Photo: Ron and Patty Thomas Photography/iStockphoto

New Hampshire residents have often been called cantankerous, but beneath that crusty exterior is often hospitality and friendliness. The state's motto was coined by New Hampshire native General John Stark, who led the Colonial Army in its hard-fought battle of Bennington, Vermont, in 1777. "Live free or die; death is not the worst of evils," he said, in a letter written 20 years after the battle. The residents of the Granite State have taken "Live Free or Die" to heart, defining themselves by that principle for more than 200 years.

The state is often identified more by what it is not than by what it is. It lacks Vermont's folksy charm. Maine's coast is grander. But New Hampshire's independent spirit, mountain peaks, clear air, and sparkling lakes have attracted trailblazers and artists for centuries. Ralph Waldo Emerson, Henry David Thoreau, Nathaniel Hawthorne, and Louisa May Alcott all visited and wrote about the state, sparking a strong literary tradition that continues today. It also has a strong political history: it was the first colony to declare independence from Great Britain, the first to adopt a state constitution, and the first to require that constitution be referred to the people for approval.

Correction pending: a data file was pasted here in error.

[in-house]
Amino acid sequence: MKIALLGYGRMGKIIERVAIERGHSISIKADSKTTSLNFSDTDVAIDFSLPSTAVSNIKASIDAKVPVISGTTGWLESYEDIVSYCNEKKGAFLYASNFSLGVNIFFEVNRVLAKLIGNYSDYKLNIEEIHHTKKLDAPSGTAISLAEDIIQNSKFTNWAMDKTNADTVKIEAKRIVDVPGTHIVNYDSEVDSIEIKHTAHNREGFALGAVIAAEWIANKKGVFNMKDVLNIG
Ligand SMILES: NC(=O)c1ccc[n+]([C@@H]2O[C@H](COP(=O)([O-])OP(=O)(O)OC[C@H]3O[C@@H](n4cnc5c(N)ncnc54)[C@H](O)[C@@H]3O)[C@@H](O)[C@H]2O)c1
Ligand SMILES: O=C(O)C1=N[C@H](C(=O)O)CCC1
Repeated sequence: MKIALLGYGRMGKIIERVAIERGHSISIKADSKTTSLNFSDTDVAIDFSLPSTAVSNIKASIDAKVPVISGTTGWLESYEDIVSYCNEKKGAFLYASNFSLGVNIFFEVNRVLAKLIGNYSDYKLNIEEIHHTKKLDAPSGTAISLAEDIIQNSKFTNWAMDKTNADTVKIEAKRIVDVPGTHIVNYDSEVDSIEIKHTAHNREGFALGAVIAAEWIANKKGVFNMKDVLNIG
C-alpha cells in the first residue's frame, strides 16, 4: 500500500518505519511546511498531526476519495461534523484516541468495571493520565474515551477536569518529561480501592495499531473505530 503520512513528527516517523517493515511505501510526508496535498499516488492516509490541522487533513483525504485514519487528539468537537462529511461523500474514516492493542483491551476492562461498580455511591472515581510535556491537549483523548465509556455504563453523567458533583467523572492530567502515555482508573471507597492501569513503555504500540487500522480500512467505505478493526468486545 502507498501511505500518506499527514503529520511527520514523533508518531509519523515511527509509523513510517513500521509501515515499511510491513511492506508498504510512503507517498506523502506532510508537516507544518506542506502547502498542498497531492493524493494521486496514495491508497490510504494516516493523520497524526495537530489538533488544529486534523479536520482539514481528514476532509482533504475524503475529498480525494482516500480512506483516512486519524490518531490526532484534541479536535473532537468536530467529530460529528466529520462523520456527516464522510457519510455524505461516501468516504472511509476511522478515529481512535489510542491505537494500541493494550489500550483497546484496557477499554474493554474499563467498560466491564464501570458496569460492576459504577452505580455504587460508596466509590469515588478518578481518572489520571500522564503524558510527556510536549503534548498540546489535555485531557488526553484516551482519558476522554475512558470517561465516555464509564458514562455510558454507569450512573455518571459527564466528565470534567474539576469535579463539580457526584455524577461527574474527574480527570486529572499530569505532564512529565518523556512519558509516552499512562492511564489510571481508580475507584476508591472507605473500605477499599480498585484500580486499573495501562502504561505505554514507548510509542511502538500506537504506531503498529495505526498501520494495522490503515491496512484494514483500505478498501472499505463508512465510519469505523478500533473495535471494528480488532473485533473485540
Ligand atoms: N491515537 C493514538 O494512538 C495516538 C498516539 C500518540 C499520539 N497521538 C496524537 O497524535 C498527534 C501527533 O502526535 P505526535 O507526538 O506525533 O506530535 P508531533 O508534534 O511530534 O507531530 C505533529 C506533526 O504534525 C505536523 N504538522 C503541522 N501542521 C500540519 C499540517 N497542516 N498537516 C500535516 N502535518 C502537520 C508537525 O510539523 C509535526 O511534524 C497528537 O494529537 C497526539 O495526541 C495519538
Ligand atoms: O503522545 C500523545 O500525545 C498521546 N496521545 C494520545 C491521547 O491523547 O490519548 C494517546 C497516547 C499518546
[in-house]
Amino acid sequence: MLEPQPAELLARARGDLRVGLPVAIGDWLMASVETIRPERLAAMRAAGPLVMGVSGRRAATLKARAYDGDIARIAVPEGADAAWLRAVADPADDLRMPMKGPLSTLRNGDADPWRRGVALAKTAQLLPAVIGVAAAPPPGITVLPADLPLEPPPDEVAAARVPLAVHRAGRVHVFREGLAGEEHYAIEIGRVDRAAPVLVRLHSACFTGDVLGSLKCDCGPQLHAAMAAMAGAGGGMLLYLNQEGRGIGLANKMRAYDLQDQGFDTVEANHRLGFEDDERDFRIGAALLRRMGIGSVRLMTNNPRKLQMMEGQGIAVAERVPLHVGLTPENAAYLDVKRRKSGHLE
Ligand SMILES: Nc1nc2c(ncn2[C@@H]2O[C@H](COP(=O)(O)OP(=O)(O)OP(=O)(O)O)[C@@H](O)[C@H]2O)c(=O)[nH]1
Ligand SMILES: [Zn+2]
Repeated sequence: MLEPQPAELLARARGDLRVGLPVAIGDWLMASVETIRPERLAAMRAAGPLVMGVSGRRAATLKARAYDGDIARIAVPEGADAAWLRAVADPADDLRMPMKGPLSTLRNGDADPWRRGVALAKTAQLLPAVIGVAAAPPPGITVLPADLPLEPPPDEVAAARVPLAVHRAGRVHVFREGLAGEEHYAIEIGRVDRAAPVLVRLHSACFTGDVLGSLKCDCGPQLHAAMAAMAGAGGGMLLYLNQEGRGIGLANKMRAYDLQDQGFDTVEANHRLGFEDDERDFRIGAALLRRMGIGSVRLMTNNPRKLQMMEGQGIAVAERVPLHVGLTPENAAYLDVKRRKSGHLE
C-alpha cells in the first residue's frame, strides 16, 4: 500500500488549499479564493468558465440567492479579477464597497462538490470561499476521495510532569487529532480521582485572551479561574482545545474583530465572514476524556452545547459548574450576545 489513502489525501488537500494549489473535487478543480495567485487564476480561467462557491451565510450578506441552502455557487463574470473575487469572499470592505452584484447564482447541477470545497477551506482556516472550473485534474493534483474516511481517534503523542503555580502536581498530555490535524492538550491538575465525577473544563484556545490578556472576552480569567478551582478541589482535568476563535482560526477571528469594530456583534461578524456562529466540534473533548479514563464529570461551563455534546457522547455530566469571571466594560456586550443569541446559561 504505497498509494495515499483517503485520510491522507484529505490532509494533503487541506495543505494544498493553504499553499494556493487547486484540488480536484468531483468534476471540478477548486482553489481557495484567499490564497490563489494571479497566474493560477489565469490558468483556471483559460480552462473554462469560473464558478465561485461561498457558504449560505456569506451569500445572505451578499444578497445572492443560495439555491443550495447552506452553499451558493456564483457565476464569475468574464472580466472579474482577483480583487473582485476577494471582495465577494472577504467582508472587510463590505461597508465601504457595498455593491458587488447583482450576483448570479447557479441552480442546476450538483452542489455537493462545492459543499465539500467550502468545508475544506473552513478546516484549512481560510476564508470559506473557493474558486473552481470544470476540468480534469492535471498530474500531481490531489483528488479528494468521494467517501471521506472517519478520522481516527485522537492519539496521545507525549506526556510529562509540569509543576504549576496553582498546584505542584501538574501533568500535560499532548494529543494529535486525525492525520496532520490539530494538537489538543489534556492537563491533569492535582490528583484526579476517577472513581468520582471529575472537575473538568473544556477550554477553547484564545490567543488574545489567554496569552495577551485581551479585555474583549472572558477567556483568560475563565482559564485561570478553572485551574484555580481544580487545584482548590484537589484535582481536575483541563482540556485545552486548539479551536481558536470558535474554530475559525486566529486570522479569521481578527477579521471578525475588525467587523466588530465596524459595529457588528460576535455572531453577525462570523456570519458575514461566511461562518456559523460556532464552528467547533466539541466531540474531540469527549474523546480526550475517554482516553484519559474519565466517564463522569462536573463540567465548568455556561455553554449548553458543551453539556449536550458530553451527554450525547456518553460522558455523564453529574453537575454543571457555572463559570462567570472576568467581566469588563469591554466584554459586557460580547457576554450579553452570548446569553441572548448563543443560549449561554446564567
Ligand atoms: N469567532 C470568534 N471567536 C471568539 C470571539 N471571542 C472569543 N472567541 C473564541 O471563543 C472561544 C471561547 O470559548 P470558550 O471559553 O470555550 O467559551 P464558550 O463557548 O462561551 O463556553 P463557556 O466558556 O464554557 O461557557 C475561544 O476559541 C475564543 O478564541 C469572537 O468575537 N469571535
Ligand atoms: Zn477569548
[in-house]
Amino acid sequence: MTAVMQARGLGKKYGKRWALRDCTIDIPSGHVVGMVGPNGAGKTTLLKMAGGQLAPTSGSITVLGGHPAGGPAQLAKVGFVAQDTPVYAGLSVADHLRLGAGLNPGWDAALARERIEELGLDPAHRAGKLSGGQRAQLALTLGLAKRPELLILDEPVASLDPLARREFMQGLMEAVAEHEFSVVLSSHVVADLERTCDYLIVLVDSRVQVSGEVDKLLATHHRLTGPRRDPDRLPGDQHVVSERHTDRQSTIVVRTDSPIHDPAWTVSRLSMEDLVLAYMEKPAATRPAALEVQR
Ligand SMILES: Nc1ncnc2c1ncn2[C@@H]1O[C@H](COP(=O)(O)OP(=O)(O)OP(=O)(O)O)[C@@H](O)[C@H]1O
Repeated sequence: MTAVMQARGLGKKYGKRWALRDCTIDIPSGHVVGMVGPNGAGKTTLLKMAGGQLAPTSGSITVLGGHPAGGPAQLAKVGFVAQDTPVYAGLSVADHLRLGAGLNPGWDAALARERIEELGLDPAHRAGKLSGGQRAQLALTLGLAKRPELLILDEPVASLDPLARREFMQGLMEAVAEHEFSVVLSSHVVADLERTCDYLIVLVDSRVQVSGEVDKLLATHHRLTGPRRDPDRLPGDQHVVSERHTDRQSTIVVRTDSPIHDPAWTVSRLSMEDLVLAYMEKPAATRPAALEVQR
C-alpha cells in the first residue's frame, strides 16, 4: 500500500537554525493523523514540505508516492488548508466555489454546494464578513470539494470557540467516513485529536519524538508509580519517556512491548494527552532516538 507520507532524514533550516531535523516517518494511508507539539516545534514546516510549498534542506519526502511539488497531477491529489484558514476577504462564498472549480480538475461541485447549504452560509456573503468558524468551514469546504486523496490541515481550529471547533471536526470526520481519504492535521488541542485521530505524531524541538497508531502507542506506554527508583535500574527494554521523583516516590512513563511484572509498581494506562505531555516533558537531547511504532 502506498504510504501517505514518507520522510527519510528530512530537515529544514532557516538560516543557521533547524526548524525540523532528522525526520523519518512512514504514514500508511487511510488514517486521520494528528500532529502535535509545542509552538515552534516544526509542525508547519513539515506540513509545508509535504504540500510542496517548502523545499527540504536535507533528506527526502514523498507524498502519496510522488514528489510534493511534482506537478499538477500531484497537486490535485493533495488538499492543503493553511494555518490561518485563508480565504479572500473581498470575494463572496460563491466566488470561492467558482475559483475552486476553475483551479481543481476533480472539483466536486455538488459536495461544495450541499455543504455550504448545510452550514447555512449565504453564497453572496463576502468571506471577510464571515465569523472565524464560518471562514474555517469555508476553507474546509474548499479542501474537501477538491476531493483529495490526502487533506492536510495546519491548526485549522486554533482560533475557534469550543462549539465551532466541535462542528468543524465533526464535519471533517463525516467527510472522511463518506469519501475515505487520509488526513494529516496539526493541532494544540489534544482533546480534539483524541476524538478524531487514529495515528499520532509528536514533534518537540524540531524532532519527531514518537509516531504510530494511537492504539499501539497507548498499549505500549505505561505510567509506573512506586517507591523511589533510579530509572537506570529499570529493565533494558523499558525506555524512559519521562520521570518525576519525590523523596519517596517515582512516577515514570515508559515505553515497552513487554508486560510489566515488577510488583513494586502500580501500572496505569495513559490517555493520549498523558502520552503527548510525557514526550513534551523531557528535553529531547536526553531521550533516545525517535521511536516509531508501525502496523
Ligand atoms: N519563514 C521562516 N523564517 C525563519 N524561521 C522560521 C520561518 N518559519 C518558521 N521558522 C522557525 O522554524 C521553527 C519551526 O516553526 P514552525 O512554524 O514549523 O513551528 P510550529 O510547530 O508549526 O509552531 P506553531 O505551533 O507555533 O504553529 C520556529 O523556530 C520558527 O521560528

The state's diverse terrain makes it popular with everyone from avid adventurers to young families looking for easy access to nature. You can hike, climb, ski, snowboard, snowshoe, and fish as well as explore on snowmobiles, sailboats, and mountain bikes. Natives have no objection to others enjoying the state's beauty as long as they leave some money behind. New Hampshire has long resisted both sales and income taxes, so tourism brings in much-needed revenue.

With a number of its cities consistently rated among the most livable in the nation, New Hampshire has seen considerable growth over the past decade. Longtime residents worry that the state will soon take on two personalities: one of rapidly growing cities to the southeast and the other of quiet villages to the west and north. Although newcomers have brought change, the independent nature of the people and the state's natural beauty remain constant.


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